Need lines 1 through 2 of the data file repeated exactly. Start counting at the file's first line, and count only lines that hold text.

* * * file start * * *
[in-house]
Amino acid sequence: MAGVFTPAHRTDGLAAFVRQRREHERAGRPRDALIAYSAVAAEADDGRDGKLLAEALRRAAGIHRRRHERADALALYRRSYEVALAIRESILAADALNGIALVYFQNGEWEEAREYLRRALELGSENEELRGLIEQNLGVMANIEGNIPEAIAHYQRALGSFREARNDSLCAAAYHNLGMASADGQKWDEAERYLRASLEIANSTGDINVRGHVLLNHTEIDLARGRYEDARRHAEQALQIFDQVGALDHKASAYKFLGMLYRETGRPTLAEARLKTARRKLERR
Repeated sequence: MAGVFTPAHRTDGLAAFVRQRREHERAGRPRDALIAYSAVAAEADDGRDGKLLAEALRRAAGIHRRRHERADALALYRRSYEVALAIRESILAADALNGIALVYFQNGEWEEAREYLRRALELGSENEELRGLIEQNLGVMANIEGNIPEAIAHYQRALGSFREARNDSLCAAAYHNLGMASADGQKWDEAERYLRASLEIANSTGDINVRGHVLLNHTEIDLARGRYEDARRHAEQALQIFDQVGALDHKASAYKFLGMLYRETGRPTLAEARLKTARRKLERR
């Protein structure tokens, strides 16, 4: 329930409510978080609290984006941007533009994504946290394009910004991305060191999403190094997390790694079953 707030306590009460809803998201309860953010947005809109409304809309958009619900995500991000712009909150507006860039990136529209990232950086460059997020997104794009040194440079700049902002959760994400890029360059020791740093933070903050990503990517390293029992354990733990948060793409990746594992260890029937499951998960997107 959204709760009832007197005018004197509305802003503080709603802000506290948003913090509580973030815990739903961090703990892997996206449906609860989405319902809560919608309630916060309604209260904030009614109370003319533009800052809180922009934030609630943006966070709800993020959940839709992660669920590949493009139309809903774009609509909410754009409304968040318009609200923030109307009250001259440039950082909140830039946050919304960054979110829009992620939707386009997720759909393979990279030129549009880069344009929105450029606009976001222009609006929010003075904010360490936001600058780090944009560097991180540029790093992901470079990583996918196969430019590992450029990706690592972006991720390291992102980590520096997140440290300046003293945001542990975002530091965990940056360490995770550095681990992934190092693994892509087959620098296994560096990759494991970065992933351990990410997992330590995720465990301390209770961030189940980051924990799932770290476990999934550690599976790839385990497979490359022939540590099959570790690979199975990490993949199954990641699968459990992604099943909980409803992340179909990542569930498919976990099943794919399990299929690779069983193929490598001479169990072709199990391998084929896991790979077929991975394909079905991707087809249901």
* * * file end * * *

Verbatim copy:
[in-house]
Amino acid sequence: MAGVFTPAHRTDGLAAFVRQRREHERAGRPRDALIAYSAVAAEADDGRDGKLLAEALRRAAGIHRRRHERADALALYRRSYEVALAIRESILAADALNGIALVYFQNGEWEEAREYLRRALELGSENEELRGLIEQNLGVMANIEGNIPEAIAHYQRALGSFREARNDSLCAAAYHNLGMASADGQKWDEAERYLRASLEIANSTGDINVRGHVLLNHTEIDLARGRYEDARRHAEQALQIFDQVGALDHKASAYKFLGMLYRETGRPTLAEARLKTARRKLERR